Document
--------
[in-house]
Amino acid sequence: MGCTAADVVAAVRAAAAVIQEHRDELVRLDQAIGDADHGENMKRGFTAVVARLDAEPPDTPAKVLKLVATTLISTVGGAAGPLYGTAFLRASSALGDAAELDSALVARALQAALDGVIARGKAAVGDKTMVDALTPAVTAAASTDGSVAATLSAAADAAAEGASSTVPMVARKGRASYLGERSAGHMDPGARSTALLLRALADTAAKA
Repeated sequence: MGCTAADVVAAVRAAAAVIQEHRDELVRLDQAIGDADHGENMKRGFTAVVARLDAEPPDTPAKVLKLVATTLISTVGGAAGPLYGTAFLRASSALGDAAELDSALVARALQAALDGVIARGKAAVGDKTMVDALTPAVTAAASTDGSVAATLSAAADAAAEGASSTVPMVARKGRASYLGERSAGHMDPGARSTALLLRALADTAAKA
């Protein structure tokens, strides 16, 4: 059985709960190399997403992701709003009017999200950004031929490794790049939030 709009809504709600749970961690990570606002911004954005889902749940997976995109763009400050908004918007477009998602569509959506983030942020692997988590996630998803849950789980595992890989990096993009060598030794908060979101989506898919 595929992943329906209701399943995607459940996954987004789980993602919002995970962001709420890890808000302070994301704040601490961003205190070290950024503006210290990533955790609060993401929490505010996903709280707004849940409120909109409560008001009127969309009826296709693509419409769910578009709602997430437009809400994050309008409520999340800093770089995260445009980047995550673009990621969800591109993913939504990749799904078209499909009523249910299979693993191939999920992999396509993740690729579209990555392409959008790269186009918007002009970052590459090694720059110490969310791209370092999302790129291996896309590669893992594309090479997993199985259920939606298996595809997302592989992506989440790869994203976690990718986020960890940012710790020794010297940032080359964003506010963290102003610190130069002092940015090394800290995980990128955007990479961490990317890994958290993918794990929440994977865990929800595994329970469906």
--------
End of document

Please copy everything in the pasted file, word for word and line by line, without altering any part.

[in-house]
Amino acid sequence: MGCTAADVVAAVRAAAAVIQEHRDELVRLDQAIGDADHGENMKRGFTAVVARLDAEPPDTPAKVLKLVATTLISTVGGAAGPLYGTAFLRASSALGDAAELDSALVARALQAALDGVIARGKAAVGDKTMVDALTPAVTAAASTDGSVAATLSAAADAAAEGASSTVPMVARKGRASYLGERSAGHMDPGARSTALLLRALADTAAKA
Repeated sequence: MGCTAADVVAAVRAAAAVIQEHRDELVRLDQAIGDADHGENMKRGFTAVVARLDAEPPDTPAKVLKLVATTLISTVGGAAGPLYGTAFLRASSALGDAAELDSALVARALQAALDGVIARGKAAVGDKTMVDALTPAVTAAASTDGSVAATLSAAADAAAEGASSTVPMVARKGRASYLGERSAGHMDPGARSTALLLRALADTAAKA
């Protein structure tokens, strides 16, 4: 059985709960190399997403992701709003009017999200950004031929490794790049939030 709009809504709600749970961690990570606002911004954005889902749940997976995109763009400050908004918007477009998602569509959506983030942020692997988590996630998803849950789980595992890989990096993009060598030794908060979101989506898919 595929992943329906209701399943995607459940996954987004789980993602919002995970962001709420890890808000302070994301704040601490961003205190070290950024503006210290990533955790609060993401929490505010996903709280707004849940409120909109409560008001009127969309009826296709693509419409769910578009709602997430437009809400994050309008409520999340800093770089995260445009980047995550673009990621969800591109993913939504990749799904078209499909009523249910299979693993191939999920992999396509993740690729579209990555392409959008790269186009918007002009970052590459090694720059110490969310791209370092999302790129291996896309590669893992594309090479997993199985259920939606298996595809997302592989992506989440790869994203976690990718986020960890940012710790020794010297940032080359964003506010963290102003610190130069002092940015090394800290995980990128955007990479961490990317890994958290993918794990929440994977865990929800595994329970469906």